Spending Review, George Osborne and Wales

The small print has yet to arrive, but here's the first take on George Osborne's spending round and what it means for Wales.

The chancellor said the Welsh government "resource budget" will be cut in real terms by two per cent to £13.6bn in the financial year beginning April 2015. (Treasury figures suggest it's a freeze at £13.6bn, a 1.8 per cent cut in real terms). The capital budget will rise slightly from £1.4bn to £1.5bn, a real terms increase of 0.3 per cent.

Two per cent is below the average for Whitehall departments. This is because Mr Osborne has decided - as expected - to protect health and school spending in England. The NHS takes up a large chunk of Welsh government spending.

Fans of the M4 relief road project will have to wait a little longer to find out how it will be financed. Treasury Chief Secretary Danny Alexander said yesterday the scheme was tied up with the Silk commission's proposals to give Wales tax varying and borrowing powers. The UK government had promised to deliver its response by the end of spring but has missed its own deadline.

This is what Mr Osborne told MPs: "The Welsh resource budget will be £13.6bn and we will shortly publish our response to the Silk commission on further devolution of taxation and borrowing.

"When we do so we will be able to say more about the impressive plans to improve the M4 in South Wales that my hon friend from the Vale of Glamorgan and others have been campaigning for."

It's the third time the Treasury has "announced" the M4 relief road. Before long, we may find out who's going to pay for it - and how.

In other news, the Wales office - the office of the secretary of state for Wales - will have its running costs cut by 10 per cent.

I'll have more reaction later. Expect the Welsh government to dispute the figures. Political geeks and accountants should get their anoraks out for the traditional dispute about baselines and spending plans.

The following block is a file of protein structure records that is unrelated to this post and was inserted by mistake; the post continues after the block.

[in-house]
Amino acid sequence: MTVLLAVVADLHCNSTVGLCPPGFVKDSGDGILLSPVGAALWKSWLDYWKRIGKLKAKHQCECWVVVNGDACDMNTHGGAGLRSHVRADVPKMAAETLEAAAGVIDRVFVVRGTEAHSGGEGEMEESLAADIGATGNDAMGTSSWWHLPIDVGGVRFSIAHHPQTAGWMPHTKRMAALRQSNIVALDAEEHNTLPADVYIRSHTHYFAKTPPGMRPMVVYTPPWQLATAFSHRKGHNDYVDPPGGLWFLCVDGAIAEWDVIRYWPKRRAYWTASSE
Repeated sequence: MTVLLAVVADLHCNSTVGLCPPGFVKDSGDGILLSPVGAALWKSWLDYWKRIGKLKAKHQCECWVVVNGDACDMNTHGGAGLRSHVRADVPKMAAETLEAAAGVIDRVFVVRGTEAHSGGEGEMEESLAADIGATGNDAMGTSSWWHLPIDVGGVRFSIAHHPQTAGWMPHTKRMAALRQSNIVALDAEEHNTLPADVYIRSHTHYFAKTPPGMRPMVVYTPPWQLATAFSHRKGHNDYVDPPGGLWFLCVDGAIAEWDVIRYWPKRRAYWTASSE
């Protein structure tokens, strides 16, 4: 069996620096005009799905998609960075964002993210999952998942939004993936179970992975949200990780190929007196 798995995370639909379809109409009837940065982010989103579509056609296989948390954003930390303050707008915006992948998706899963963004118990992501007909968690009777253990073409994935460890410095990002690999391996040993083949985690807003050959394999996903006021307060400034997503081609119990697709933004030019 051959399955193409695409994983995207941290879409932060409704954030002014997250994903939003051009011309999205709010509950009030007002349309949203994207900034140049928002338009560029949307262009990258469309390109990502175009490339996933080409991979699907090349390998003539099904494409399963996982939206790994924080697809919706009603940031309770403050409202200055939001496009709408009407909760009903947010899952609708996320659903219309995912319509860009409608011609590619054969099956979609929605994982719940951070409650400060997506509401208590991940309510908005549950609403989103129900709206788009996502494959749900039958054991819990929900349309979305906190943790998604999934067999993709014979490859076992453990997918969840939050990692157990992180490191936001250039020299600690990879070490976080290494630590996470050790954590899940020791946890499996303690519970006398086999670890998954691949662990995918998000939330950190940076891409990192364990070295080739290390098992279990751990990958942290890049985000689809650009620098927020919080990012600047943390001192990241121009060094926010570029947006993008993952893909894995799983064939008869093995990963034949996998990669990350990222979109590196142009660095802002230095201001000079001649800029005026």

UPDATE: Ministers say there will be no cut in S4C's government funding, despite widespread fears that it would have to rely on the licence fee. It will be frozen at current levels. Welsh Secretary David Jones said: "Today's announcement further reinforces this Government's commitment to a strong and independent Welsh language TV service.

"S4C has, undeniably, made an enormous contribution towards the creative industries in Wales, and crucially, to promoting the Welsh language. Indeed, it is the only Welsh language channel in the world.

"The Chancellor has recognised the importance the people of Wales place upon S4C, and has secured its funding for 2015/16.

"I am confident that the future is bright for S4C, and that it has the stability and certainty that it needs to continue to go from strength to strength."

Culture Secretary Maria Miller said: "The fact that we have been able to ensure that S4C will receive no reductions to its Government funding is a very good result.

"S4C makes a tremendous contribution to the cultural and economic life of Wales and we are pleased to be able, even in tough economic times, to continue to support minority language broadcasting in Wales."

"Maintaining the current funding level will provide the channel with the certainty it needs to continue investing in, and producing, high-quality Welsh language programmes."